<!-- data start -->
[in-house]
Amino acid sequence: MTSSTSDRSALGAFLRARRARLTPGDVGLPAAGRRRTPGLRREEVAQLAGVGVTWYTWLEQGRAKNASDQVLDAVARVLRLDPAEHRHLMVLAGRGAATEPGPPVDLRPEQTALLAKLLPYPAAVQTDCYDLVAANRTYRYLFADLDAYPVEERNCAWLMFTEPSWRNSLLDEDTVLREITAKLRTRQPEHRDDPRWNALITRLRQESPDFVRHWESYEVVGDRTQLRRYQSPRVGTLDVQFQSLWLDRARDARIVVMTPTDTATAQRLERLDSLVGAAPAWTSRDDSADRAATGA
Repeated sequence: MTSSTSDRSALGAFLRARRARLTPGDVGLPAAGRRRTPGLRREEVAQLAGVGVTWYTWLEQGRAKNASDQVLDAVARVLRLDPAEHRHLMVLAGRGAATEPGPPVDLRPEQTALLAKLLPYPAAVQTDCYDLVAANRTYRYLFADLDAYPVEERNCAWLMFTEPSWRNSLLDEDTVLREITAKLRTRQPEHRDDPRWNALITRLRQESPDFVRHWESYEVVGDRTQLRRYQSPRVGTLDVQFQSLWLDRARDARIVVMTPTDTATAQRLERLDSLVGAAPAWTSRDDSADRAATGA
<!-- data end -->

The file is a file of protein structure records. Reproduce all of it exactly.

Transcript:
[in-house]
Amino acid sequence: MTSSTSDRSALGAFLRARRARLTPGDVGLPAAGRRRTPGLRREEVAQLAGVGVTWYTWLEQGRAKNASDQVLDAVARVLRLDPAEHRHLMVLAGRGAATEPGPPVDLRPEQTALLAKLLPYPAAVQTDCYDLVAANRTYRYLFADLDAYPVEERNCAWLMFTEPSWRNSLLDEDTVLREITAKLRTRQPEHRDDPRWNALITRLRQESPDFVRHWESYEVVGDRTQLRRYQSPRVGTLDVQFQSLWLDRARDARIVVMTPTDTATAQRLERLDSLVGAAPAWTSRDDSADRAATGA
Repeated sequence: MTSSTSDRSALGAFLRARRARLTPGDVGLPAAGRRRTPGLRREEVAQLAGVGVTWYTWLEQGRAKNASDQVLDAVARVLRLDPAEHRHLMVLAGRGAATEPGPPVDLRPEQTALLAKLLPYPAAVQTDCYDLVAANRTYRYLFADLDAYPVEERNCAWLMFTEPSWRNSLLDEDTVLREITAKLRTRQPEHRDDPRWNALITRLRQESPDFVRHWESYEVVGDRTQLRRYQSPRVGTLDVQFQSLWLDRARDARIVVMTPTDTATAQRLERLDSLVGAAPAWTSRDDSADRAATGA